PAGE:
Marry me, Mrs Johnson

“Will you marry, me, Mrs Johnson? ” Ted asked, putting two milk bottles through the kitchen window, always ajar, one gold top and one silver top. He asked this every morning as he delivered the milk. My mother gave him a tired little smile and said what she always said “Oh Ted, I’m already married, you know.” Ted nodded at the customary  answer and walked away with his head down, back to the milk van, his sadness palpable.  I think he really wanted a wife. Ted was a “mongol” as we called a person with Down’s syndrome in the sixties. At eight,  I wondered at the word. He lived alone with his mother and we never knew who his dad was, or cared. Ted was as much part of the village as the vast oak tree on the green, Mrs Hurley in the village shop, or the village vicar. He was always immaculately dressed in a clean, pressed checked shirt, a home knitted grey tank top and twill trousers. He had a job on the milk-round and everyone knew him. He commanded his own respect and only got angry if anyone was unkind to him. Ted and his mother taught me what Care in the Community should be.

Mrs Rouault’s kitchen window

The image of a painting by Sally Swain was hard to track down online, but no matter. In the end, I photographed the image I have.

I have often thought of the wife of Fauvist artist Georges Henri Rouault and my sister while washing the dishes. Let the record reflect that her name was Marthe Le Sidaner. My new abode has the perfect window when engaged in this activity.

The colours are frequently as bright. The colours are either in the glorious sunrises or in my imagination. Sometimes it is a touch of both.

Artist Sally Swain published a book called Great Housewives of Art. The image here is of the greeting card my sister sent me thirty years ago, full of the news of her adventures as a young woman in London.

Alternative caption: Allison does not wash windows, but thinks about it while washing the dishes.

Oh, the dishes I have washed in my life! Oh, the colours I have had the enormous privilege of seeing! The ink of the letter has faded; the colours in my mind’s eye do not.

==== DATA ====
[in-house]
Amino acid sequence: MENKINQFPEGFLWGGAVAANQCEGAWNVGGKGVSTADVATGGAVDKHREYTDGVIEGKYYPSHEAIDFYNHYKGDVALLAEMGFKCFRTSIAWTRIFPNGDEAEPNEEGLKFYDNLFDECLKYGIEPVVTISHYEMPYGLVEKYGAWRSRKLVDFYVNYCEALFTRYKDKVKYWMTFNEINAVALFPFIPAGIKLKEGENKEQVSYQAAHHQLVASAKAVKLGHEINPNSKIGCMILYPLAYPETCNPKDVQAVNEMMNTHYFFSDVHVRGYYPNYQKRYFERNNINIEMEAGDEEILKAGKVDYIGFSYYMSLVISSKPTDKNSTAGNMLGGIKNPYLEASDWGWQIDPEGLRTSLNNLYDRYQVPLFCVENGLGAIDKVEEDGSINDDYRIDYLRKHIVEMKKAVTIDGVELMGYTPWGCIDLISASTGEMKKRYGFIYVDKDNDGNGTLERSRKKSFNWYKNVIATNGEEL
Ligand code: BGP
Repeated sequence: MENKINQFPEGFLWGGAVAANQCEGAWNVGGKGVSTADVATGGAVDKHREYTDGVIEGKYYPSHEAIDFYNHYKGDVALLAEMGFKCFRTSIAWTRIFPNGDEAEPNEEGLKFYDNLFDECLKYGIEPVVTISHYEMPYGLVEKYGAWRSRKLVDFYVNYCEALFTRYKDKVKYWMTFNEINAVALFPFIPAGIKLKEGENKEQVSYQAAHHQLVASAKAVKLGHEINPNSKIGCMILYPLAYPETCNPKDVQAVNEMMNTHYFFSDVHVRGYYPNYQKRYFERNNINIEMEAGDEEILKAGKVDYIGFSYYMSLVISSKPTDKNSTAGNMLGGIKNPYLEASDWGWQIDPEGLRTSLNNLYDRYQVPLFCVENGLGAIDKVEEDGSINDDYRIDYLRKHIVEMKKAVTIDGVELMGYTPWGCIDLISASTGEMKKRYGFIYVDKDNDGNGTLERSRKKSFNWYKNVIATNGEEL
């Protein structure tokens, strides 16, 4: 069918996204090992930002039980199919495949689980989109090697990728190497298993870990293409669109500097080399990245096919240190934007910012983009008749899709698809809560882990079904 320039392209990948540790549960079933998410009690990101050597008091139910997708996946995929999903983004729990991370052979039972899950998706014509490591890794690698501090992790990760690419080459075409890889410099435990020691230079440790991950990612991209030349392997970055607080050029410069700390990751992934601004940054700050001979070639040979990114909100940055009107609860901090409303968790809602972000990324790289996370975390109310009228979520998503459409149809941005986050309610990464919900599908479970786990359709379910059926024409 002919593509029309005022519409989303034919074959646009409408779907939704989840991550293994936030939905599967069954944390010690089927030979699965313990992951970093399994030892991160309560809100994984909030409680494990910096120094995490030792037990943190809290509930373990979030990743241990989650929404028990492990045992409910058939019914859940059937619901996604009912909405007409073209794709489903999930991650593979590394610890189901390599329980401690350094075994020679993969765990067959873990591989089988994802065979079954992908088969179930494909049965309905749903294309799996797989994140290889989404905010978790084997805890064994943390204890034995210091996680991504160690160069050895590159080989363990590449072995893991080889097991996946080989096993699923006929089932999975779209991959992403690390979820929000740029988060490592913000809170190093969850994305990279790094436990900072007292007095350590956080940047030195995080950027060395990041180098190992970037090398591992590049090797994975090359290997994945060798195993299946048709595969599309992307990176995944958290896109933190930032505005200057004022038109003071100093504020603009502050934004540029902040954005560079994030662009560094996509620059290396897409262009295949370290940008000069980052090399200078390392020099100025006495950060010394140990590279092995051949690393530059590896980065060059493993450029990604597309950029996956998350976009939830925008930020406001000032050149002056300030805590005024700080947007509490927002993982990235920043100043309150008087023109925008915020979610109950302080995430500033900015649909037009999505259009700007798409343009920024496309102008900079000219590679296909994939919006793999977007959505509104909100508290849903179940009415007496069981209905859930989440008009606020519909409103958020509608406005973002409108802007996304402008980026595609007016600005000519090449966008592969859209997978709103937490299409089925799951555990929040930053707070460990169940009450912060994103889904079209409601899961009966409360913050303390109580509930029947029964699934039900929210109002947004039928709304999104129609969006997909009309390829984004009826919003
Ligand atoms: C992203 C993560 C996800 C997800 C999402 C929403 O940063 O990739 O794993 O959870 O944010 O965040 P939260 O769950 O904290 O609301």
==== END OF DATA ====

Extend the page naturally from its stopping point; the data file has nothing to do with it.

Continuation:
©2019 Allison Wright
[172 words]


So many pictures, all in frames. I am good at drilling holes in walls. I am. My father taught me well, you see. Plus I have had practice. Plenty of it. All the places I have lived.

I won’t be exercising this talent this time, though. I am letting go. Such things are burned already into my soul. I have kept one. My sister knows which one. She and I took turns with the handle of that press.

Her first wood engraving. Nothing else matters. I have an easel on which to display it – as if it were something special. It is. I’ll clean up the easel and the picture this week.

©2019 Allison Wright
[109 words.]


In front of the house there had been a dead tree. Its bark had long scaled off, leaving it white and bare and raw. A rosebush had fancied it the spot to make its new home and entwined itself around its tall stature—spawning myriads of bright pink blossoms every year, imbuing the air around the house with the scent of summer. There were so many of them that every visitor would get a bouquet of roses, should they want one, and sometimes I would feed one or two flowers to the iguana.

I turn around the corner and reluctantly step onto the street. I used to live here. This is weird. Nothing has changed. The narrow street is lined with the same neatly cut hedges, behind which the deceivingly friendly dwellers of this village lurk. It’s quiet, eerie, just like it had always been, back then. I keep walking towards the house, each step slower than the one before—

…and there it is. A low, wooden fence, and behind it the cowering, red brick stone structure, a lonely, garishly green watering can, and a bench that wasn’t there before. The dead tree must have had to yield to a neatly mowed lawn, and the scent of summer has long since faded away.